Young talent Liu Yan-wei of China blistered his back nine with just 29 shots to sign for a sparkling third round nine-under-par 63 and wrest control of the PGM Panasonic Malaysia Championship on Friday.
The 19-year-old Liu, who started the day four shots back, will take a two-shot lead heading into Saturday’s final round after compiling a three-day total of 16-under-par 200 at the RM250,000 (approximately US$55,000) Asian Development Tour (ADT) event.
Janne Kaske of Finland matched Liu’s efforts of the day by carding a similar 63 to take second place alongside overnight co-leader Panuwat Muenlek of Thailand, who returned with a second consecutive 69, at the Kelab Rahman Putra Malaysia.
American Brett Munson stayed three shots off the pace in fourth following a 69 while Thailand’s Jakraphan Premsirigorn, who held a share of the overnight lead, posted a 71 to take fifth place on his own on 204.
Local duo Low Khai Jei and Mohammad Wafiyuddin carded respective rounds of 67 and 71 to sit in sixth place on 205 with young Thai Suradit Yongcharoenchai, who signed for a 68, at the PGM Panasonic Malaysia Championship, second leg of the ADT schedule this season.
Liu started the day with a bogey on the first but recovered strongly with three birdies to turn in 34. He went on to eagle the par-five 10th hole for the second day straight after hitting a six-iron to about 15-feet from the pin and sank the putt.
The talented Chinese then charged home with five birdies, including three-in-a-row from 12, to mark his personal best nine-hole score, which is also the lowest nine-hole score recorded in the tournament so far this week.
“I hit the ball very well. I played some solid golf today, especially on my back nine. Apart from good drives, I think I played my shorts irons well and I putted well too. All my birdies today were made from within 10 feet,” said Liu, chasing for a breakthrough win on the ADT.
“I didn’t get a good start to the season, missing the halfway cuts in my first two Asian Tour events in Singapore and Myanmar. But a top-10 finish in Bangladesh seemed to turn everything around.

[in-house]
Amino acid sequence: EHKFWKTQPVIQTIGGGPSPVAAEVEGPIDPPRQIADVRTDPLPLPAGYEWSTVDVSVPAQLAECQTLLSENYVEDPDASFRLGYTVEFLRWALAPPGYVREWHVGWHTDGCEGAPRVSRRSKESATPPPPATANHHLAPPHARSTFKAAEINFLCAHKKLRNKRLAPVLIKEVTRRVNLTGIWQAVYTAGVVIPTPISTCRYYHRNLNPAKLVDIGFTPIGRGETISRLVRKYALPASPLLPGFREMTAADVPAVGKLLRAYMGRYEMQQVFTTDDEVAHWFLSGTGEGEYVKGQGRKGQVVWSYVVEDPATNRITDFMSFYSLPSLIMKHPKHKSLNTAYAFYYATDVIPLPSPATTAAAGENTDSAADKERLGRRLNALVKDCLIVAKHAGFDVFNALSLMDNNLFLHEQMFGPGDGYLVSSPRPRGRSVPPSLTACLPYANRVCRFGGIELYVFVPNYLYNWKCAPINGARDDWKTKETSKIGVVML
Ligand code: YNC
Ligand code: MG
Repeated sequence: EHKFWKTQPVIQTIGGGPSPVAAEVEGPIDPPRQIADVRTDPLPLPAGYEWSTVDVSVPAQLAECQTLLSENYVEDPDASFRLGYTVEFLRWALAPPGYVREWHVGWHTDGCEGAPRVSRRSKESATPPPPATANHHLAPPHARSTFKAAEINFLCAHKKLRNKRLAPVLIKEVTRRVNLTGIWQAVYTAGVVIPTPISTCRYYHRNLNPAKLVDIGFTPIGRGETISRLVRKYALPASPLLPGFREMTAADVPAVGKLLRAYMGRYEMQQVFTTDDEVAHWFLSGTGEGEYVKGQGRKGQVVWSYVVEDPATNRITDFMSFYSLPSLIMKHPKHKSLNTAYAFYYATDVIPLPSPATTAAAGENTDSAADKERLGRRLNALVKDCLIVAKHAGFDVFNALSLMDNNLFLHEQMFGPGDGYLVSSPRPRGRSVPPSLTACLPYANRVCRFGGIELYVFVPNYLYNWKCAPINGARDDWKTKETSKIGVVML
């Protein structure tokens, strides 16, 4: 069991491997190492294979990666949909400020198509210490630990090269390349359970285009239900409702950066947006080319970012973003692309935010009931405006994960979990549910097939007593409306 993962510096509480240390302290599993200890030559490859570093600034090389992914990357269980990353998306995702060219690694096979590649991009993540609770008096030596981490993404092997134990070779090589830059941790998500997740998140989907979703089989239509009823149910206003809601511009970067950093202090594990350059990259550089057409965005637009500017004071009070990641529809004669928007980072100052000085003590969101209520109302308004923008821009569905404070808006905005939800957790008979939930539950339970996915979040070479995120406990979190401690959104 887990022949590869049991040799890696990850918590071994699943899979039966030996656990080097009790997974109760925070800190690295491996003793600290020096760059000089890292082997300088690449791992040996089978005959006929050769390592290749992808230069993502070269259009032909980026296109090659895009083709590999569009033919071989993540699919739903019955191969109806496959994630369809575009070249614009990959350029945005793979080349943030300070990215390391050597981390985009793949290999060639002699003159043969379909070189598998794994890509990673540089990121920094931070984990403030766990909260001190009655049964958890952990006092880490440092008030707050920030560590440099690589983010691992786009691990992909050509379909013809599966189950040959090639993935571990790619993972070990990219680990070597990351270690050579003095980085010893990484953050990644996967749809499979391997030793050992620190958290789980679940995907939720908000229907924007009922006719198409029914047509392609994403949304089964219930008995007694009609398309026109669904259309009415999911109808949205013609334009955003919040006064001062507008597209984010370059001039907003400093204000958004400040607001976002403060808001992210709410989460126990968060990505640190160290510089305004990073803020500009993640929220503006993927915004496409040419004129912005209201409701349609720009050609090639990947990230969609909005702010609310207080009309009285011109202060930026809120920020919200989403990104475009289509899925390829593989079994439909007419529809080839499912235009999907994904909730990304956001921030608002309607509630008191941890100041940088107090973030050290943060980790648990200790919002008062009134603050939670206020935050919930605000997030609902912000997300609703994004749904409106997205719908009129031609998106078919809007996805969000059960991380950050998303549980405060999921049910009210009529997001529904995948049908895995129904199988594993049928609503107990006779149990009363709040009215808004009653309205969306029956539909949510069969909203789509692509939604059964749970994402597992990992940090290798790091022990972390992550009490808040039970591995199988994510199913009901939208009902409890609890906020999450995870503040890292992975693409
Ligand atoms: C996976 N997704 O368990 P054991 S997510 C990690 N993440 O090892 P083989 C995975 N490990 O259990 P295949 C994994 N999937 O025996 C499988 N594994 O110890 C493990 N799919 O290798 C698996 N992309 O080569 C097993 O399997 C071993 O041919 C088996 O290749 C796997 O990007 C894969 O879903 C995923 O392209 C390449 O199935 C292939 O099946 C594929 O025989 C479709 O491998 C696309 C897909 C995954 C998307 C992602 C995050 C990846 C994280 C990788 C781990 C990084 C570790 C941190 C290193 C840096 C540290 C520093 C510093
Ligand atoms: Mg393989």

“That was my very first top-10 result on the Asian Tour. It gave me a lot of confidence and I guess I managed to continue that good form into this week. I will stick to the same game plan tomorrow. No pressure for me, we will see how it goes,” added Liu.
The leading Malaysian professional, not otherwise exempt, will receive an invitation to participate in the Panasonic Open Japan, a tournament sanctioned by the Asian Tour and the Japan Golf Tour, from April 20 to 23.
The winner of the PGM Panasonic Malaysia Championship will take home a winner’s prize purse of about US$9,500 and receive six Official World Golf Ranking (OWGR) points.
Like all other ADT events, the tournament will also offer Official World Golf Ranking (OWGR) points to the top six players and ties based on a sliding scale.
The ADT, which is celebrating its seventh season this year, will continue to reward the top-five finishers on the Order of Merit at the end of this season with Asian Tour cards for 2018.
For more information on the ADT, please visit www.asiandevelopmenttour.com
Leading third round scores:
200 – LIU Yan-wei (CHN) 69 68 63
202 – Janne KASKE (FIN) 68 71 63, Panuwat MUENLEK (THA) 64 69 69
203 – Brett MUNSON (USA) 67 67 69
204 – Jakraphan PREMSIRIGORN (THA) 68 65 71
205 – LOW Khai Jei (MAS) 68 70 67, Suradit YONGCHAROENCHAI (THA) 68 69 68, Mohammad WAFIYUDDIN (MAS) 64 70 71
206 – Rizal AMIN (MAS) 71 66 69, Narutoshi YAMAOKA (JPN) 71 67 68
207 – Quincy QUEK (SGP) 69 68 70, Pijit PETCHKASEM (THA) 67 72 68
208 – Oskar ARVIDSSON (SWE) 72 66 70, Sukree OTHMAN (MAS) 67 70 71, Mathiam KEYSER (RSA) 67 71 70, Brian JUNG (CAN) 70 72 66, John CATLIN (USA) 70 70 68
209 – James BOWEN (USA) 68 72 69, Sattaya SUPUPRAMAI (THA) 69 69 71, James BYRNE (SCO) 71 66 72, Scott BARR (AUS) 70 69 70, John Michael O’TOOLE (USA) 68 71 70, KHOR Kheng Hwai (MAS) 73 69 67, Johnson POH (SGP) 69 70 70
210 – Mohd Iylia JAMIL (MAS) 74 68 68, Pannakorn UTHAIPAS (THA) 69 72 69, Muhammad Afif FATHI (A) (MAS) 69 73 68, Sorachut HANSAPIBAN (THA) 68 69 73, George GANDRANATA (INA) 70 71 69